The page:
Review: Tiny Ninja Theater
TheaterMania, 4/9/03
"There's something irresistibly charming about seeing Shakespeare's works performed by miniature plastic figurines."

Article: Small Actors Make Big Splash
Dramatics, 4/03
"As Yoda says, ‘You do or you do not; there is no try.’"

Review: Theatre Pick for Week of March 4, 3/4/03
"You think you've seen every twist on The Bard’s work humanly possible..."

Article: Fringe Hit Tiny Ninja Theater Returns to NYC
Playbill Online, 2/9/03
"Trevor Bigfoot as Mercutio — whose death scene has to be seen to be believed"

Article: Best of Charleston 2003
The Charleston City Paper, 1/03
"Readers Pick for Best Piccolo Spoleto Event"

Review: Shakespeare in a Shoebox
The Washington Post, 1/11/03
"Once you've seen its Romeo & Juliet, you'll want to come to back for figurine versions of Hamlet or Othello or whatever else." — Peter Marks

Review: Action Figure Genius
The Charleston City Paper, 10/02
"Quick, clever, and chock full of surprises, more than one audience member claimed that it even outperformed the hit interpretation of the Scottish play." — Colleen Reilly

Review: Freeze Frame
Creative Loafing Charlotte, 10/2/02
"I heartily recommend being among the lucky few when Weinstein & Co. return to Charlotte or Piccolo Spoleto." — Perry Tannenbaum
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Review: Tiny Version of Macbeth is Giant Entertainment
The Charlotte Observer, 9/22/02
"Fresh, funny, ingenious and original." — JoAnn Grose

Review: Tiny Ninja Theater
Hairline, 8/02
"Four Stars: Tiny Ninja Theater is a fantastic and unorthodox show which represents what many love about the Edinburgh Festival." — Simon Ferguson

Review: Bard Takes a Flyer
Sunday Herald, 8/25/02
"Four Stars: Shakespeare is as equally at home among the ridiculous, of course." — Tim Abrahams

Review: Tiny Ninja Theater presents Macbeth
The Scotsman, 8/19/02
"Must be seen to be believed. " — Paul Rhodes

Review: Macbeth
Three Weeks, 8/17/02
"If a definition of the Fringe is originality and artistic expression, then this 35 minute abbreviated version of Macbeth, with tiny plastic ninjas as a cast, must surely rank as an ultimate example." — Paul Cochrane

Review: Mr. Smiley Face Macbeth
The Guardian, 8/10/02
"Weinstein plays it dead straight and speaks the text rather better than some classically trained actors I have heard." — Lyn Gardner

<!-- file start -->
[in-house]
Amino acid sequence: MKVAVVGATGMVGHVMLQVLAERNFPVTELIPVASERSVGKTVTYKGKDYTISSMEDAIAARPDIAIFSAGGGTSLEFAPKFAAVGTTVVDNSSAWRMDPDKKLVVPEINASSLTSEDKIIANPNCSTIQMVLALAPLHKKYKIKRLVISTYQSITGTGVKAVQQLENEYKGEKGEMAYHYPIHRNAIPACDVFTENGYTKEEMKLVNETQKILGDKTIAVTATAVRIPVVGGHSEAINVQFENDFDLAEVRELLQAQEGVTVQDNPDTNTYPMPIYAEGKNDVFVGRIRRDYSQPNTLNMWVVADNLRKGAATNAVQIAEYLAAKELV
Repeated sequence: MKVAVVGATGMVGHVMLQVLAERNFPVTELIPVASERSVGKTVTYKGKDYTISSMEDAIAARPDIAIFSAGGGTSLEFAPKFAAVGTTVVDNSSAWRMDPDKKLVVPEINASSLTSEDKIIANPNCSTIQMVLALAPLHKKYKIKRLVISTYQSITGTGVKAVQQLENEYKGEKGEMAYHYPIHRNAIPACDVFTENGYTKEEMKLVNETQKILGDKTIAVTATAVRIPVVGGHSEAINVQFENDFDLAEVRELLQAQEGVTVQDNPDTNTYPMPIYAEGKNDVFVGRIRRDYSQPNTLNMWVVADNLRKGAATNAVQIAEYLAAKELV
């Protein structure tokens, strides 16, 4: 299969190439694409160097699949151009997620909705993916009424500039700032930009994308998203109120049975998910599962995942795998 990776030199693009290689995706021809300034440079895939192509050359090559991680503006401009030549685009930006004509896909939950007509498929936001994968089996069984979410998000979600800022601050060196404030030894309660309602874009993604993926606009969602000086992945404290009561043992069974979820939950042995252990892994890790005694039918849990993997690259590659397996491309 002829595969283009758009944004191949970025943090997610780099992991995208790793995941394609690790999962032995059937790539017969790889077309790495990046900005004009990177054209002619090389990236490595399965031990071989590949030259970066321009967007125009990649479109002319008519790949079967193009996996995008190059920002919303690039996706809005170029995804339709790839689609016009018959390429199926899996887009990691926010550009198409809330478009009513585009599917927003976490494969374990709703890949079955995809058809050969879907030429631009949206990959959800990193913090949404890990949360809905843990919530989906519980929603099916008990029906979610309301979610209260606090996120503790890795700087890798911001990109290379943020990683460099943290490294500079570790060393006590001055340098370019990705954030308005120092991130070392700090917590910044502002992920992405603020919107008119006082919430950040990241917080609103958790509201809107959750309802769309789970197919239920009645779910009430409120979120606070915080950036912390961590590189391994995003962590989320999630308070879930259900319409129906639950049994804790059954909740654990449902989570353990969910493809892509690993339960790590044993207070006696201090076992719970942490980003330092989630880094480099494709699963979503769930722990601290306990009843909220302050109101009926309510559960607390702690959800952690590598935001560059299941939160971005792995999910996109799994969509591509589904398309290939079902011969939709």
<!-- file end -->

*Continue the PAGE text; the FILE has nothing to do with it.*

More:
Review: Mini-Cawdor Steals Hearts
The List, 8/8/02
"a marvel of theatrical innovation" — Catherine Bromley

Review: No Drams Required
Edinburgh Guide, 8/3/02
"This is the only one I’m recommending to all my friends and the only thing I think I’ll make a return trip to!" — Annabel Ingram

Article: Ninja-cized Bard
Charleston Post & Courier, 6/1/02

Article: Tiny Ninja Theater Returns to Charleston
The State, 5/31/02

Review: Action Figure Genius
The Charleston City Paper, 5/29/02

Review: Tiny Ninjas Take On Shakespeare's Giant Roles
Charleston Post & Courier, 5/29/02

Article: Oh Tiny Romeo
The Charleston City Paper, 5/02

Article: What's The Buzz
The Charleston City Paper, 5/02
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Article: Where to Celebrate Valentine's Day Solo
Time Out New York, 2/14/02
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Review: Massaker im Spielzeugland
Taz Bremen, 1/22/02
the babelfish translation

Article: Best of Charleston 2001
The Charleston City Paper, 1/02
"Best Use of Plastic Figurines in a Performance" jump to the good bits

Article: Shakespeare de Plástico
Revista 2K, 6/22/01
the babelfish translation

Piccolo's Prices Too Steep for Local Festival
The State, 6/10/01
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Spoleto Festival at 25
The New York Times, 6/5/01
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Tiny Ninjas Put Twist on the Bard
Charleston Post & Courier, 6/2/01

Tiny Ninjas Project Big Illusion
The Charleston City Paper, 5/29/01

Review: No Small Jokes, Just Small Actors
Charleston Post & Courier, 5/29/01

Article: Immediate Art
The Charleston City Paper, 5/01
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Article: Serious Shakespeare Takes But An Inch
The Charleston City Paper, 5/01

Review: Sightlines: Tom Waits in the Toilet
The Village Voice, 4/27/01

Article: All Is But Toys
Stage Directions, 3/01
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Article: The Bard's New Band of Merry Men Perform Macbeth
American Theater, 12/00

Article: Off-Off color: Toy Story
Time Out New York, 11/9/00
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Review: Street of Blood, Tiny Ninja Theater presents Macbeth
NEXT Magazine, 9/15/00
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Article: Is That a Ninja That I See Before Me?
Playbill Online, 8/30/00

Review: Oh, Forget the Money, Let's Dress Up and Play
The New York Times, 8/26/00
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Fringe Binge
Time Out New York, 8/24/00
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Review: Fringe Benefits
The Village Voice, 8/23/00
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Review: As The Bard Himself Might Put it..., 8/20/00

Review: Tiny Ninja Macbeth, Finally, Little Green Man, 8/18/00